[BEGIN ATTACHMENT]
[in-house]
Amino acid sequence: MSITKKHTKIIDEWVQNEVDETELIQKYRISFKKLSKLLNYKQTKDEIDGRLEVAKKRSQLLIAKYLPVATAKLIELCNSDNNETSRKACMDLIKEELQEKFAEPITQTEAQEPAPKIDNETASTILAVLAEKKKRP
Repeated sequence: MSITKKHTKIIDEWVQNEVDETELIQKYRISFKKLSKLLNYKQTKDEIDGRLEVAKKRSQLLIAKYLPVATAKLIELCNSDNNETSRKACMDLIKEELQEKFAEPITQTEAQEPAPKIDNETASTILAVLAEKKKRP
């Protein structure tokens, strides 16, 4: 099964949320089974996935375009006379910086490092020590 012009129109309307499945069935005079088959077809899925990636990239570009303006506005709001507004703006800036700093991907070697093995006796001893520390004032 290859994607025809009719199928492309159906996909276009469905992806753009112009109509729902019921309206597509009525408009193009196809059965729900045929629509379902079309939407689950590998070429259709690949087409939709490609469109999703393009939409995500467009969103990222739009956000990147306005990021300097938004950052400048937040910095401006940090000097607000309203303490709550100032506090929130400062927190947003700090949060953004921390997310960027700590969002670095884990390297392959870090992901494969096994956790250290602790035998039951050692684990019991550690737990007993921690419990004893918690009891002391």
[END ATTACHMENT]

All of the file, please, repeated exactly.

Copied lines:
[in-house]
Amino acid sequence: MSITKKHTKIIDEWVQNEVDETELIQKYRISFKKLSKLLNYKQTKDEIDGRLEVAKKRSQLLIAKYLPVATAKLIELCNSDNNETSRKACMDLIKEELQEKFAEPITQTEAQEPAPKIDNETASTILAVLAEKKKRP
Repeated sequence: MSITKKHTKIIDEWVQNEVDETELIQKYRISFKKLSKLLNYKQTKDEIDGRLEVAKKRSQLLIAKYLPVATAKLIELCNSDNNETSRKACMDLIKEELQEKFAEPITQTEAQEPAPKIDNETASTILAVLAEKKKRP
């Protein structure tokens, strides 16, 4: 099964949320089974996935375009006379910086490092020590 012009129109309307499945069935005079088959077809899925990636990239570009303006506005709001507004703006800036700093991907070697093995006796001893520390004032 290859994607025809009719199928492309159906996909276009469905992806753009112009109509729902019921309206597509009525408009193009196809059965729900045929629509379902079309939407689950590998070429259709690949087409939709490609469109999703393009939409995500467009969103990222739009956000990147306005990021300097938004950052400048937040910095401006940090000097607000309203303490709550100032506090929130400062927190947003700090949060953004921390997310960027700590969002670095884990390297392959870090992901494969096994956790250290602790035998039951050692684990019991550690737990007993921690419990004893918690009891002391």